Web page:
What is a balanced diet for kids?

What is a balanced diet for kids?

Aug 23, 2019


Most of the parents struggle so hard to foster healthy eating patterns among their children as many factors could have influence and change the way how children take their meal. Children start to learn about food when they change from milk formula to a variety of foods. Therefore, healthy eating practices should be instilled during young age as biological, social, and environmental factors will influence your children food preferences, which later will shape your children’s food choices and diet quality [1,2].

Parents influence remain the most critical factors and serve as a role model in children’s diet. As a parent, you could positively or negatively affect your children’s diet. It is never too late to start learning about healthy eating. Parents are urged to start by learning and following simple guides such as Malaysian Food Pyramid for daily food intake. At the same time, ensure the food intake is in balance, moderation, and variety. These healthy practices would be exposed to children.

Besides as a role model, parents may teach their children about “Healthy Eating Plate”. It should consist of half a plate of vegetables and fruits, a quarter plate of wholegrain and cereals, and a quarter plate of protein and legumes. Parents shall always encourage children to have a balanced and varied diet, following the portion size as in “Healthy Plate” so that they do not overtake proteins and cereals over vegetables and fruits.  Keep reminding your children to drink enough water every day and avoid taking sugary drinks and soft drinks. Choose meals that cooked in a healthier way for your children such as steamed, braised, baked, boiled, or grilled foods rather than deep-fried and deeply marinated foods such as fast food and processed food which are high in fat, sugar or salt content [2].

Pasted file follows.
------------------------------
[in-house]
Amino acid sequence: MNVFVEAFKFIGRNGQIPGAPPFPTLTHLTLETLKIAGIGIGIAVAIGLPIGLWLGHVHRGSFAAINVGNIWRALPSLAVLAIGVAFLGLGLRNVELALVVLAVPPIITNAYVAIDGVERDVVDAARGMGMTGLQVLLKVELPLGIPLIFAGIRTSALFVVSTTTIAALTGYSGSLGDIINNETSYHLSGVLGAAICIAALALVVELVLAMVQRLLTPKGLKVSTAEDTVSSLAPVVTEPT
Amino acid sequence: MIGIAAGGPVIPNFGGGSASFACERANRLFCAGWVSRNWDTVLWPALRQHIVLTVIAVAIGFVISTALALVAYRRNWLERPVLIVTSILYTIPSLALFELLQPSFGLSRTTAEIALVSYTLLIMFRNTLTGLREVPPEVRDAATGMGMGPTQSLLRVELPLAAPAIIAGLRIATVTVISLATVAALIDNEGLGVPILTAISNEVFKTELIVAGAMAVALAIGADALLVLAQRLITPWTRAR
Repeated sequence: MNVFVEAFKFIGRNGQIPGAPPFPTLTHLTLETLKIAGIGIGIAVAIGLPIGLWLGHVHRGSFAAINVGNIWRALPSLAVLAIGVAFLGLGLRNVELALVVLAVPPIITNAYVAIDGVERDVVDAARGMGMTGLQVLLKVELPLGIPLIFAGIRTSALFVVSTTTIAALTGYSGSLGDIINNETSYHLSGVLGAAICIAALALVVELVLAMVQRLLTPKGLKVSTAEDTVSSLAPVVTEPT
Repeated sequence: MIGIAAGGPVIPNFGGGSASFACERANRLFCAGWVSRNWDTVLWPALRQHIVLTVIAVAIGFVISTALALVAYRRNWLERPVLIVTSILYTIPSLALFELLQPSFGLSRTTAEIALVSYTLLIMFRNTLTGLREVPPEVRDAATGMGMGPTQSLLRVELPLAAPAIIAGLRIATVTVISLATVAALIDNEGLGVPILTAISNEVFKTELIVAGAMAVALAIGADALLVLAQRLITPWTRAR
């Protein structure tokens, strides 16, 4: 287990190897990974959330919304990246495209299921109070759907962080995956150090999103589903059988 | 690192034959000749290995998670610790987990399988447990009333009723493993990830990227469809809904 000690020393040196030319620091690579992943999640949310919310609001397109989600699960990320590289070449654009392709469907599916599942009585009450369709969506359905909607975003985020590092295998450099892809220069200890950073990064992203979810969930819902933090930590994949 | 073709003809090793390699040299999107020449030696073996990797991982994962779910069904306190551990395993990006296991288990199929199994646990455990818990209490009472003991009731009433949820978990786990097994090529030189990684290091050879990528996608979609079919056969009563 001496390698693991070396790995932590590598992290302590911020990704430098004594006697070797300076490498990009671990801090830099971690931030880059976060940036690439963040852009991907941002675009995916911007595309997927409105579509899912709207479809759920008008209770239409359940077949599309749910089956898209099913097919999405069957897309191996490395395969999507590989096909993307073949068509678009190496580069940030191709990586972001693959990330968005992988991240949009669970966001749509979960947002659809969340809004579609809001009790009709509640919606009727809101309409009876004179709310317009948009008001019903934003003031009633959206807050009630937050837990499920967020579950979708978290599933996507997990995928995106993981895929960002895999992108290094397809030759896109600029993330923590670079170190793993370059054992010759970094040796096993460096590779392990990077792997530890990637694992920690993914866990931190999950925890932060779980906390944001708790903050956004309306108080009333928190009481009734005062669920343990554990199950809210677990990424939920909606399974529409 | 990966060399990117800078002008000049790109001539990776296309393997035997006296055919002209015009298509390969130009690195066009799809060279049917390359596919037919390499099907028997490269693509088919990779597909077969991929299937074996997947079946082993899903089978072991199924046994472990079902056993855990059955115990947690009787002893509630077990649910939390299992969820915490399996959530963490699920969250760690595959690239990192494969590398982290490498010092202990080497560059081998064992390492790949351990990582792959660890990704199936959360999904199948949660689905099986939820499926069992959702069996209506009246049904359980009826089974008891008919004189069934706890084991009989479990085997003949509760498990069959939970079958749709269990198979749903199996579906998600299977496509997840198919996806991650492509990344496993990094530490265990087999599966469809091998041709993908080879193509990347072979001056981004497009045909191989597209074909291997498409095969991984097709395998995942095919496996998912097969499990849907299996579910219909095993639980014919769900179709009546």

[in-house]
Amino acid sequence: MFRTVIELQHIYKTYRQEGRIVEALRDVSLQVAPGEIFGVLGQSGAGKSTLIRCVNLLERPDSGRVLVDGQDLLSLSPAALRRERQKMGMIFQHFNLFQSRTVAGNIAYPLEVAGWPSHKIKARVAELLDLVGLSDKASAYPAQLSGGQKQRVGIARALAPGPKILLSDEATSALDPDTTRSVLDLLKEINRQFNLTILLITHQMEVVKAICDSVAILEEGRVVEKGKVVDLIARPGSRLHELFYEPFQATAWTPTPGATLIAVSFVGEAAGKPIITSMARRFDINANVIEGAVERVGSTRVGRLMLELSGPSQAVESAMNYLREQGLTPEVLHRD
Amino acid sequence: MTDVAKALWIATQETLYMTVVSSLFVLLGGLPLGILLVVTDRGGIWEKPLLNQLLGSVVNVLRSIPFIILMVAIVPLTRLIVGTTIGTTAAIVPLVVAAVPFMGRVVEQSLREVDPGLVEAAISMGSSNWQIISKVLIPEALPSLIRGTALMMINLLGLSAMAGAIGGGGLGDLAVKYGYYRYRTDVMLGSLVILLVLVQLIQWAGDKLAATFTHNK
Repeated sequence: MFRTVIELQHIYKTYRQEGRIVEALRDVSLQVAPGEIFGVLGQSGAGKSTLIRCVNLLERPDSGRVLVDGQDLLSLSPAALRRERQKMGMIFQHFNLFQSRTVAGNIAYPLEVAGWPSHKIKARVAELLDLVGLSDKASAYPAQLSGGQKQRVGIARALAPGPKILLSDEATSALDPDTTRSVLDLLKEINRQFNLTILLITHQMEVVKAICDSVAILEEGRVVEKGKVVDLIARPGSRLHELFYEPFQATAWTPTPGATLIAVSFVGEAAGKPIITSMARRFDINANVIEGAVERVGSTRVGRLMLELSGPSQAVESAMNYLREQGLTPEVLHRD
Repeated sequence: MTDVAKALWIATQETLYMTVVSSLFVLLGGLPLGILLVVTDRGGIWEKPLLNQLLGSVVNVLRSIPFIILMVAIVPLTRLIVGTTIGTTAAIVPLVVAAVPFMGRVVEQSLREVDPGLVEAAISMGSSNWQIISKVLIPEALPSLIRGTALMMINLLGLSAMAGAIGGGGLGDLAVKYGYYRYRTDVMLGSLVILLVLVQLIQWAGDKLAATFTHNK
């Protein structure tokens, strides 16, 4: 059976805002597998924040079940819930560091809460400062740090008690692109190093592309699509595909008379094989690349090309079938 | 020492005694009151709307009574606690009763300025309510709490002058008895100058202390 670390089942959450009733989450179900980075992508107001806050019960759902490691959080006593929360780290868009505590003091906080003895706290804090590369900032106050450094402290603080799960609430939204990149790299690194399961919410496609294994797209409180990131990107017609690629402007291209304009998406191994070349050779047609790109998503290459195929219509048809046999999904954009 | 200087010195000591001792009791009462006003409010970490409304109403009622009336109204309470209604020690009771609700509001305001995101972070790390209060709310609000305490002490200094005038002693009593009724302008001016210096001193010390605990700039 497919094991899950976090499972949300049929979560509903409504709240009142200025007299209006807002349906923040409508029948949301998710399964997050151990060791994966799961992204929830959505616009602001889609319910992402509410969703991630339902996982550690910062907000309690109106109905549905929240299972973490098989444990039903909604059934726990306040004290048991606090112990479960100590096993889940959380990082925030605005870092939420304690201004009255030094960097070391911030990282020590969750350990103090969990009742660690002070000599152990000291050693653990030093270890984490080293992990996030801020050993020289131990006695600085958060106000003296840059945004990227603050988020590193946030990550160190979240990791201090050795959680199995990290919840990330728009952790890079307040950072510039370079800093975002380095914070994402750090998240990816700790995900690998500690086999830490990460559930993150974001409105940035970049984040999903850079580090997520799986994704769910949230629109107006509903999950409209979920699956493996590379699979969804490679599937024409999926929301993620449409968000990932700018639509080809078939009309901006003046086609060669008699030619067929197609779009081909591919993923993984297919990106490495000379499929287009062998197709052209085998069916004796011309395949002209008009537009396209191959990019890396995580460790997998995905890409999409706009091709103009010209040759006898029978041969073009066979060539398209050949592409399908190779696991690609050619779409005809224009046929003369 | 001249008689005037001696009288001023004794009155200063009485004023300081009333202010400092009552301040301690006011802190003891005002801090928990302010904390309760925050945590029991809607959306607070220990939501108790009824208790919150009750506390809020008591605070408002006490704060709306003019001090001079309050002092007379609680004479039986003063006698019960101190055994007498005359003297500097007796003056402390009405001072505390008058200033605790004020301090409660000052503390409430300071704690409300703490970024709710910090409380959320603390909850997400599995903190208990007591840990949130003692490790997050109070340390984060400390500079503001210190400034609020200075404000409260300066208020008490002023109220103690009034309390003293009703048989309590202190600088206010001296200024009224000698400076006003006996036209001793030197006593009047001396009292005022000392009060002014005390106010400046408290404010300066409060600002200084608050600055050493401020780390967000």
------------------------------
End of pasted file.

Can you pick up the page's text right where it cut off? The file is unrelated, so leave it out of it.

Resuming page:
Also, parents shall observe how their children take their meals and correct them before they turn to picky eaters. An unhealthy diet and picky eaters can cause indigestion, hard stools, stunted growth, overweight, and weak immunity. Not just physical influences, picky eaters are also found to associate with the development of mental illness such as anxiety and depression[3]. Therefore, it is of utmost importance for parents to teach and guide their children to practice healthy eating diet since they were young.

Moreover, parents shall pay attention to ensure their children having a balanced microflora in their body as well. Our body is the home to trillions of microorganisms which mostly reside along our gastrointestinal tract, and if the harmful bacteria outnumber good bacteria, can give rise to many health problems including poor digestion, weak immune system, irritable bowel syndrome, colon cancer, and the development of obesity and diabetes [4].

Hence, children need probiotics, the friendly bacteria to help for supporting a normal, healthy growth and development. In fact, not only children, all of us need probiotic.

Probiotic helps in overall children growth:

1. Improve growth
A systemic review included a total of 2757 children to find out whether probiotic intake has anything to do with children growth[5]. It revealed that probiotic balanced among children positively improves children growth (in term of height and weight), especially those under-nourished children.